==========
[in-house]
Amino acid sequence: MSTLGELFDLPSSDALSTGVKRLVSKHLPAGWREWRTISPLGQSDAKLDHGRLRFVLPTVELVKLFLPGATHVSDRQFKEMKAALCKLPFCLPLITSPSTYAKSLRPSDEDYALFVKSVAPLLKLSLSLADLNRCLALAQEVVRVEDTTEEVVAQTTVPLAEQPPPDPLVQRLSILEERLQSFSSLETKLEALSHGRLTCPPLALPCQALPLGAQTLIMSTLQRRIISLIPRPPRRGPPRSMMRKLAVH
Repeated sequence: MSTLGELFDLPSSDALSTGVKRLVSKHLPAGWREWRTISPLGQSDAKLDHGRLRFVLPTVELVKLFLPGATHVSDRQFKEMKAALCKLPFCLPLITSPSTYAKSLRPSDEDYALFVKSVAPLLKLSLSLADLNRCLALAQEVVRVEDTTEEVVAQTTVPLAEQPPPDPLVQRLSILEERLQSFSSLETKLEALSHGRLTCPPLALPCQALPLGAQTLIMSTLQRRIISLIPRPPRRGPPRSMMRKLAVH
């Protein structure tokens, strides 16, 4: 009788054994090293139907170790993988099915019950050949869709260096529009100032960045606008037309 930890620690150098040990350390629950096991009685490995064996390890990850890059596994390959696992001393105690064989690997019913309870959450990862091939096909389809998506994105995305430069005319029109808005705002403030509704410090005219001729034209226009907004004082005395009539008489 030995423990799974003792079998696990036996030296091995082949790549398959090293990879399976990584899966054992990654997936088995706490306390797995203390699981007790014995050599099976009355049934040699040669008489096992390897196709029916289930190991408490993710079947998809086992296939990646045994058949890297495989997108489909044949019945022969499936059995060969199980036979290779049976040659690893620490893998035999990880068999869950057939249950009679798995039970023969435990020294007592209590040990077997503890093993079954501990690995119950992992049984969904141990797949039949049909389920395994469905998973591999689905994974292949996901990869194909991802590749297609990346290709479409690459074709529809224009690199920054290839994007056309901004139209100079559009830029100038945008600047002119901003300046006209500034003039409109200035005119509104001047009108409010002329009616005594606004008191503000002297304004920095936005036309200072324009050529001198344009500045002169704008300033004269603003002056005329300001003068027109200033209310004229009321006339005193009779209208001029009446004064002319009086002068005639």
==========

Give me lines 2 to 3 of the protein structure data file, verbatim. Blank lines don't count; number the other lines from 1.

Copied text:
Amino acid sequence: MSTLGELFDLPSSDALSTGVKRLVSKHLPAGWREWRTISPLGQSDAKLDHGRLRFVLPTVELVKLFLPGATHVSDRQFKEMKAALCKLPFCLPLITSPSTYAKSLRPSDEDYALFVKSVAPLLKLSLSLADLNRCLALAQEVVRVEDTTEEVVAQTTVPLAEQPPPDPLVQRLSILEERLQSFSSLETKLEALSHGRLTCPPLALPCQALPLGAQTLIMSTLQRRIISLIPRPPRRGPPRSMMRKLAVH
Repeated sequence: MSTLGELFDLPSSDALSTGVKRLVSKHLPAGWREWRTISPLGQSDAKLDHGRLRFVLPTVELVKLFLPGATHVSDRQFKEMKAALCKLPFCLPLITSPSTYAKSLRPSDEDYALFVKSVAPLLKLSLSLADLNRCLALAQEVVRVEDTTEEVVAQTTVPLAEQPPPDPLVQRLSILEERLQSFSSLETKLEALSHGRLTCPPLALPCQALPLGAQTLIMSTLQRRIISLIPRPPRRGPPRSMMRKLAVH